“This program contains an intense curriculum designed to provide the participants with a reliable knowledge base, while at the same time developing and honing their skills and abilities,” said Senior Instructor John P. Black of Ron Smith and Associates, Inc., the agency that NFSTC partnered with to develop and present this unique latent print curriculum.

“This is accomplished by two-week periods of hands-on instruction (both lecture and practical exercises), separated by ‘off weeks’ in which participants complete additional assignments, with strict deadlines, to reinforce the material presented,” Black continued. “Trainees submit their results electronically in NOLS so that each instructor may evaluate the work product and provide individualized feedback. This is important because it permits more in-depth discussion between trainee and instructor than may sometimes be possible in a formal classroom setting. Instructors can also determine if a participant has truly grasped the material and is progressing, or if more work is needed in a particular area.”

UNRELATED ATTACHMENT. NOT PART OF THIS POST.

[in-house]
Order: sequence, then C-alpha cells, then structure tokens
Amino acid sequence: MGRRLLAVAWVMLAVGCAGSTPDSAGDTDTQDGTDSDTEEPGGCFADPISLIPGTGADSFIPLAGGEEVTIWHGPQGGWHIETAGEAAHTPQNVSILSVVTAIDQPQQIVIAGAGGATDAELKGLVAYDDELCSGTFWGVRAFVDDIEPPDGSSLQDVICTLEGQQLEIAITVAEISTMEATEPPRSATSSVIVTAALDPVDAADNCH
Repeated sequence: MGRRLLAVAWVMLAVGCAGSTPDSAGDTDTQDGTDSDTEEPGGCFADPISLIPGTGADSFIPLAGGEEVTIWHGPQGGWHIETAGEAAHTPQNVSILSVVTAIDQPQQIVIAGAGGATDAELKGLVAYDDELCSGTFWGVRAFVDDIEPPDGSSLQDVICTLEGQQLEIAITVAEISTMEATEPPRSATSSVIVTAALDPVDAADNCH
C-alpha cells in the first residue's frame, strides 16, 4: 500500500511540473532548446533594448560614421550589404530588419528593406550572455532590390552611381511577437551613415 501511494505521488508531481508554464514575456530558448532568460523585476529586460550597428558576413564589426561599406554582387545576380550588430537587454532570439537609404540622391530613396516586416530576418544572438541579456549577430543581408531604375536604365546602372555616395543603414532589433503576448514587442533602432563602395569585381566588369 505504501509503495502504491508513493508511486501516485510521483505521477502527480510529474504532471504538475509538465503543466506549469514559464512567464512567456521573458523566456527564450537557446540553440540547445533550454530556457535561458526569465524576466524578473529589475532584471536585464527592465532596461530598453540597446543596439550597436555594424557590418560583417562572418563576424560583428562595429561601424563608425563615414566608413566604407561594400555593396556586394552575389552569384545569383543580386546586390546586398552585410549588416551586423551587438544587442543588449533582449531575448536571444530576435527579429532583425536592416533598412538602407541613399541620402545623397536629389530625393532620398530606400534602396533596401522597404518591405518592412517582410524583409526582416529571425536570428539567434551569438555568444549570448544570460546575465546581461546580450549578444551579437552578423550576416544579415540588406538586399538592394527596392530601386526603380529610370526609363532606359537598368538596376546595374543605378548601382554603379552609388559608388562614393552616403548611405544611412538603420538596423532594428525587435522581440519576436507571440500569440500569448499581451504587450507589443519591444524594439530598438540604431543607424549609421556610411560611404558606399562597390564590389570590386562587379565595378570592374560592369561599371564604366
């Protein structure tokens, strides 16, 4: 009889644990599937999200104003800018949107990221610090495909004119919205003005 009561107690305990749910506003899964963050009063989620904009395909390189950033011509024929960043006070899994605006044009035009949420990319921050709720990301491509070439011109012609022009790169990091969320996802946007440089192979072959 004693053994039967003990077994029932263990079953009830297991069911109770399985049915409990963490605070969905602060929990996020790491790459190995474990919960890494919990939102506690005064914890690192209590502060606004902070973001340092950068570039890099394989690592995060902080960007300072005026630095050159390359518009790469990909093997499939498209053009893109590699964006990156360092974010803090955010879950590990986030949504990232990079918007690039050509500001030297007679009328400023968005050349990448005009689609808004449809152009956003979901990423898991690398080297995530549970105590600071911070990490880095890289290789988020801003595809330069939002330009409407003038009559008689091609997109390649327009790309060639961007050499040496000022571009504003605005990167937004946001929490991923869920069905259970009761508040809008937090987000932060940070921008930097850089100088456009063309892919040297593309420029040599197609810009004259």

Comprehensive Training in One Program

Prior to this comprehensive immersion training, examiner trainees had to search for single-unit courses offered at various agencies. Following that route, it could take them years to achieve the same level of knowledge.

Local law enforcement and forensic service agencies can use this training to stretch their funding because it is available at no cost to participants and their agencies through a grant from NIJ. Food and lodging expenses are also paid. Potential trainees do need to apply and pass a visual acuity assessment before being accepted into the program.

“The visual acuity assessment is completed online by the training candidate under the supervision of a proctor,” explained Eileen Fynan, the instructional services manager at NFSTC. “This assessment is designed to measure the ability to identify very specific criteria such as fine detail—including gradients, pattern similarities and differences. The results are evaluated by an independent panel of pattern evidence examiners and are used in part to determine acceptance into the training program.” To maintain fairness and privacy, “all candidate names and agency information are replaced with a unique code for evaluation purposes.”